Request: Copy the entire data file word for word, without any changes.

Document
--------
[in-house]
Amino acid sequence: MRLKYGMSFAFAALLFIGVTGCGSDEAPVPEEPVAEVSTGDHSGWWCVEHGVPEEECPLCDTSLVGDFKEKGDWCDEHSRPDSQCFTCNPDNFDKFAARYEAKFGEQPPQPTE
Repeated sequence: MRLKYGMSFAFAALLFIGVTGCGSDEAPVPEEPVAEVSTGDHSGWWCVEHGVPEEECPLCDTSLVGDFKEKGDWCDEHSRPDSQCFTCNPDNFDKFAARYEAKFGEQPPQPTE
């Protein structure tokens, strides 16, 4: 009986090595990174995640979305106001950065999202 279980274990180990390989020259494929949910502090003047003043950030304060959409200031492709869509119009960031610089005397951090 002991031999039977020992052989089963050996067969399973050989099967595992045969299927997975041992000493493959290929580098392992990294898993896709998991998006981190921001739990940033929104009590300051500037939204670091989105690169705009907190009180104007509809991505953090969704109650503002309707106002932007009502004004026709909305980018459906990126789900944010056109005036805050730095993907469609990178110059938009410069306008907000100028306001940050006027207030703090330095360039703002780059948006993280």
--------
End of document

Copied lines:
[in-house]
Amino acid sequence: MRLKYGMSFAFAALLFIGVTGCGSDEAPVPEEPVAEVSTGDHSGWWCVEHGVPEEECPLCDTSLVGDFKEKGDWCDEHSRPDSQCFTCNPDNFDKFAARYEAKFGEQPPQPTE
Repeated sequence: MRLKYGMSFAFAALLFIGVTGCGSDEAPVPEEPVAEVSTGDHSGWWCVEHGVPEEECPLCDTSLVGDFKEKGDWCDEHSRPDSQCFTCNPDNFDKFAARYEAKFGEQPPQPTE
């Protein structure tokens, strides 16, 4: 009986090595990174995640979305106001950065999202 279980274990180990390989020259494929949910502090003047003043950030304060959409200031492709869509119009960031610089005397951090 002991031999039977020992052989089963050996067969399973050989099967595992045969299927997975041992000493493959290929580098392992990294898993896709998991998006981190921001739990940033929104009590300051500037939204670091989105690169705009907190009180104007509809991505953090969704109650503002309707106002932007009502004004026709909305980018459906990126789900944010056109005036805050730095993907469609990178110059938009410069306008907000100028306001940050006027207030703090330095360039703002780059948006993280």